Five Questions for Geri Druckman and This Year's Wine Conference
Samples were drained during last year's Wine Conference sessions.
Photos by Jeff Balke
Last September marked the inaugural year for The Wine Conference, an annual event pairing more than just food and wine. The Wine Conference seeks to pair people with knowledge, whether those people are wine experts, oenophiles or simply folks seeking to learn a little more about the differences between red and white wine. In other words, there's room for everyone and every comfort level here, which is what makes The Wine Conference different from other wine-centric events.
Add to that the fact that the sommeliers, chefs and organizers are all local, and you have the makings of what is quickly becoming one of the city's most popular events. Last year, the conference was a bit more formal, with seminars and lectures and a tented food and wine event afterwards, all held at the stately Italian Cultural Center. This year, organizer Geri Druckman sought to hold something more educational and more informal at the same time.
We caught up with him about what to expect from this year's conference (hint: food from chefs such as L.J. Wiley of Yelapa Playa Mexicana, Maurizio Ferrarese of Quattro, Manabu Horiuchi and Seth Siegel-Garder of Kata Robata, Randy Rucker and Chris Leung of Bootsie's Heritage Cafe, David Grossman of Branchwater Tavern and Jonathan Jones of Beaver's) and whether to expect any supreme diva behavior like Robert Gadsby's last-minute trip to Japan instead of his planned appearance at last year's event.
Eating Our Words: What's different about this year's Wine Conference?
Geri Druckman: A lot, actually. Instead of a lecture format with food and wine sampling in between, this year attendees will actually sample wine and food during each session while learning from the wine experts. The intent is to educate people about the flavors found in different types of wine, and how they pair best with different types of food. This year we have even more wine experts, all of whom are incredibly knowledgeable, and the chefs will have a chance to really present their food and talk about flavors as well. It should be fun, delicious and informative all at the same time. We're lucky to have assembled such a great group of people. We're very excited.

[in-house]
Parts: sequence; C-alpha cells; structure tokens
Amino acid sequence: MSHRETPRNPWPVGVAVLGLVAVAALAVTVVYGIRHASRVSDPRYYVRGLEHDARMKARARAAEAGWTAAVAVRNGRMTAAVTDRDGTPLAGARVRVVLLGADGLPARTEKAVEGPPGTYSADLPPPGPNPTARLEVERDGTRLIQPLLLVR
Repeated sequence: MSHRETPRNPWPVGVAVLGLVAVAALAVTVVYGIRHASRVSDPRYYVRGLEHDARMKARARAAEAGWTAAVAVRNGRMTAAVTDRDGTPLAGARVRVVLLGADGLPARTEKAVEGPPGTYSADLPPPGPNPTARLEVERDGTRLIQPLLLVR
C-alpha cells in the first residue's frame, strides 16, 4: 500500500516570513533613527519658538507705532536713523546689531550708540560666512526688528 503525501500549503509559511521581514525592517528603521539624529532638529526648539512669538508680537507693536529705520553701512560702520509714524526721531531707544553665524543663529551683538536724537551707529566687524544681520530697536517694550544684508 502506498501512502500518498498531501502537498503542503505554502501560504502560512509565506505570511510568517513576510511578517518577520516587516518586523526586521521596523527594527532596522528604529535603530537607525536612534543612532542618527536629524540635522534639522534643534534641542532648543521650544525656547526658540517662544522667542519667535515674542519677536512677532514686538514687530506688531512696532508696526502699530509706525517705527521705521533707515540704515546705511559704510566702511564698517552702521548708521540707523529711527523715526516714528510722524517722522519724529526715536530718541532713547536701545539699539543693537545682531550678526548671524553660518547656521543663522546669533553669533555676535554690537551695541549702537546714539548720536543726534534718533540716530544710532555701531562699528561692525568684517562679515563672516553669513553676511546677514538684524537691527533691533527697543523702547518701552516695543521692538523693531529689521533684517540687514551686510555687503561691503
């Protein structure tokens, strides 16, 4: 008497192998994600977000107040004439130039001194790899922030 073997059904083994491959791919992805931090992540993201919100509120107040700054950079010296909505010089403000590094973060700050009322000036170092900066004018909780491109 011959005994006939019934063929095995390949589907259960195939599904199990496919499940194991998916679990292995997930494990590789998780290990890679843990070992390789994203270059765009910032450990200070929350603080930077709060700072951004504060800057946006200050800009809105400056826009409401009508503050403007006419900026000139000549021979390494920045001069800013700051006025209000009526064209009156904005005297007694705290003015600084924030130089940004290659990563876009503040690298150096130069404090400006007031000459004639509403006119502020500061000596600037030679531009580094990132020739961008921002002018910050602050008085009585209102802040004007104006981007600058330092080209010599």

This year we will be at the Four Seasons, so we'll also have a lot more space.
Stephanie Stradley and her sisters at last year's conference.
EOW: What was the biggest success you had last year?
GD: We packed the venue to capacity, and had incredible speakers including the always entertaining Gary Vaynerchuk. We felt great about last year's inaugural event, so we're really looking forward to doing it again.
EOW: What -- if any -- issues did you run into with last year's event?
GD: There are always unforeseeable pitfalls with any event, and we did have a couple. I don't think anyone noticed, but getting Gary there was no small feat. He was actually booked at Disney World that same day, and very generously flew from Orlando to Houston, arriving minutes before he was scheduled to speak. That was a tense few minutes for us, but everything came together wonderfully. Then we also had a missing chef. Of course the silver lining to that is that David Buehrer filled in at the last minute, and served some amazing coffee and introduced us to his coffee ninja skills.
Jonathan Jones plating food at last year's conference.
EOW: Where do you see the Wine Conference headed in the future?
GD: That's a great question, and I will probably have a better answer after this Sunday's event. We'd love to continue the theme of wine education, and also work with Houston's most creative chefs and most knowledgeable wine experts, but we'll have to see what our inspiration will be for our next theme and format.
EOW: What was your favorite story from last year's conference?
GD: We have so many! The not-so-PG story is probably Gary V's f-bomb inspired by his feelings about wine distributors, which caused a bit of controversy. People were definitely talking after that. Honestly, the best stories are of the people we got to know better. We've discovered a deeper appreciation for Houston's local talent as a result of this conference, and that is the best part.
Tickets for the Wine Conference are still available online for $95 each. You can also make a $5 contribution to the Houston Food Bank when you purchase a ticket, an act of charity that we always highly encourage here at EOW.
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